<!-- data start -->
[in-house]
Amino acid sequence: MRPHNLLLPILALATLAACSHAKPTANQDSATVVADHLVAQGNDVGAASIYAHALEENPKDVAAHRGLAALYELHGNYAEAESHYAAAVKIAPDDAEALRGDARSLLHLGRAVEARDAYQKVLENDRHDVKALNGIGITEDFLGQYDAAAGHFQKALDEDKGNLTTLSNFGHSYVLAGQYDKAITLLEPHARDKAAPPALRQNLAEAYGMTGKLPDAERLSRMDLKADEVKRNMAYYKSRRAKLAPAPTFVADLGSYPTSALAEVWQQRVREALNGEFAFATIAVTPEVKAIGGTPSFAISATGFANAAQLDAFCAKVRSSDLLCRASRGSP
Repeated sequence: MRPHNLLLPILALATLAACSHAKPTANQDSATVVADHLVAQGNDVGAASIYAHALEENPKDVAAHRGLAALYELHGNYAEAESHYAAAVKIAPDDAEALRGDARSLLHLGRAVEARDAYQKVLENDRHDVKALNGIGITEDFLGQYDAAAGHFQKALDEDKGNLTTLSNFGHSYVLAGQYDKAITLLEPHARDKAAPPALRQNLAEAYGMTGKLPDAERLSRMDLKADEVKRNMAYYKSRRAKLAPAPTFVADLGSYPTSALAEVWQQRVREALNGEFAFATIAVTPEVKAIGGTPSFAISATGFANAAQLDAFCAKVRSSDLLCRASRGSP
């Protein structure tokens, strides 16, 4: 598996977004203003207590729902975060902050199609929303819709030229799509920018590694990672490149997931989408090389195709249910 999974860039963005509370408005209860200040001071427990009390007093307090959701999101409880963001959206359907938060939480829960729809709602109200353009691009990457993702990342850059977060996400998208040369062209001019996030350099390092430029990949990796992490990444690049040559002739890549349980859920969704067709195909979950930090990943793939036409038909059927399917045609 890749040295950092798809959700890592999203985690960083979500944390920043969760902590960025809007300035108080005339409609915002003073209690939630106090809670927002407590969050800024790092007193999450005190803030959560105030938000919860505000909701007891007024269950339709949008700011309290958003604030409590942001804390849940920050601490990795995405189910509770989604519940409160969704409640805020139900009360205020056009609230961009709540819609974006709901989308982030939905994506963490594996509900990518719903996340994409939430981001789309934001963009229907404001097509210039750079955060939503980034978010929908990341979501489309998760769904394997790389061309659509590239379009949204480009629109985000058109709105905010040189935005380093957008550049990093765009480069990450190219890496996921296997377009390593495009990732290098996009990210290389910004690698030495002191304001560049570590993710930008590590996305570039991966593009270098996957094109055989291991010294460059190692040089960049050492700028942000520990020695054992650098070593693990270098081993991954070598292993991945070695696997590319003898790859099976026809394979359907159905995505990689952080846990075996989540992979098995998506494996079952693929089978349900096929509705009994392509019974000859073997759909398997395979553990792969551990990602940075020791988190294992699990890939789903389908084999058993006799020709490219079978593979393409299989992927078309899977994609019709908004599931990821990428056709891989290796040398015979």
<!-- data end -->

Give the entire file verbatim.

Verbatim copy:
[in-house]
Amino acid sequence: MRPHNLLLPILALATLAACSHAKPTANQDSATVVADHLVAQGNDVGAASIYAHALEENPKDVAAHRGLAALYELHGNYAEAESHYAAAVKIAPDDAEALRGDARSLLHLGRAVEARDAYQKVLENDRHDVKALNGIGITEDFLGQYDAAAGHFQKALDEDKGNLTTLSNFGHSYVLAGQYDKAITLLEPHARDKAAPPALRQNLAEAYGMTGKLPDAERLSRMDLKADEVKRNMAYYKSRRAKLAPAPTFVADLGSYPTSALAEVWQQRVREALNGEFAFATIAVTPEVKAIGGTPSFAISATGFANAAQLDAFCAKVRSSDLLCRASRGSP
Repeated sequence: MRPHNLLLPILALATLAACSHAKPTANQDSATVVADHLVAQGNDVGAASIYAHALEENPKDVAAHRGLAALYELHGNYAEAESHYAAAVKIAPDDAEALRGDARSLLHLGRAVEARDAYQKVLENDRHDVKALNGIGITEDFLGQYDAAAGHFQKALDEDKGNLTTLSNFGHSYVLAGQYDKAITLLEPHARDKAAPPALRQNLAEAYGMTGKLPDAERLSRMDLKADEVKRNMAYYKSRRAKLAPAPTFVADLGSYPTSALAEVWQQRVREALNGEFAFATIAVTPEVKAIGGTPSFAISATGFANAAQLDAFCAKVRSSDLLCRASRGSP
């Protein structure tokens, strides 16, 4: 598996977004203003207590729902975060902050199609929303819709030229799509920018590694990672490149997931989408090389195709249910 999974860039963005509370408005209860200040001071427990009390007093307090959701999101409880963001959206359907938060939480829960729809709602109200353009691009990457993702990342850059977060996400998208040369062209001019996030350099390092430029990949990796992490990444690049040559002739890549349980859920969704067709195909979950930090990943793939036409038909059927399917045609 890749040295950092798809959700890592999203985690960083979500944390920043969760902590960025809007300035108080005339409609915002003073209690939630106090809670927002407590969050800024790092007193999450005190803030959560105030938000919860505000909701007891007024269950339709949008700011309290958003604030409590942001804390849940920050601490990795995405189910509770989604519940409160969704409640805020139900009360205020056009609230961009709540819609974006709901989308982030939905994506963490594996509900990518719903996340994409939430981001789309934001963009229907404001097509210039750079955060939503980034978010929908990341979501489309998760769904394997790389061309659509590239379009949204480009629109985000058109709105905010040189935005380093957008550049990093765009480069990450190219890496996921296997377009390593495009990732290098996009990210290389910004690698030495002191304001560049570590993710930008590590996305570039991966593009270098996957094109055989291991010294460059190692040089960049050492700028942000520990020695054992650098070593693990270098081993991954070598292993991945070695696997590319003898790859099976026809394979359907159905995505990689952080846990075996989540992979098995998506494996079952693929089978349900096929509705009994392509019974000859073997759909398997395979553990792969551990990602940075020791988190294992699990890939789903389908084999058993006799020709490219079978593979393409299989992927078309899977994609019709908004599931990821990428056709891989290796040398015979």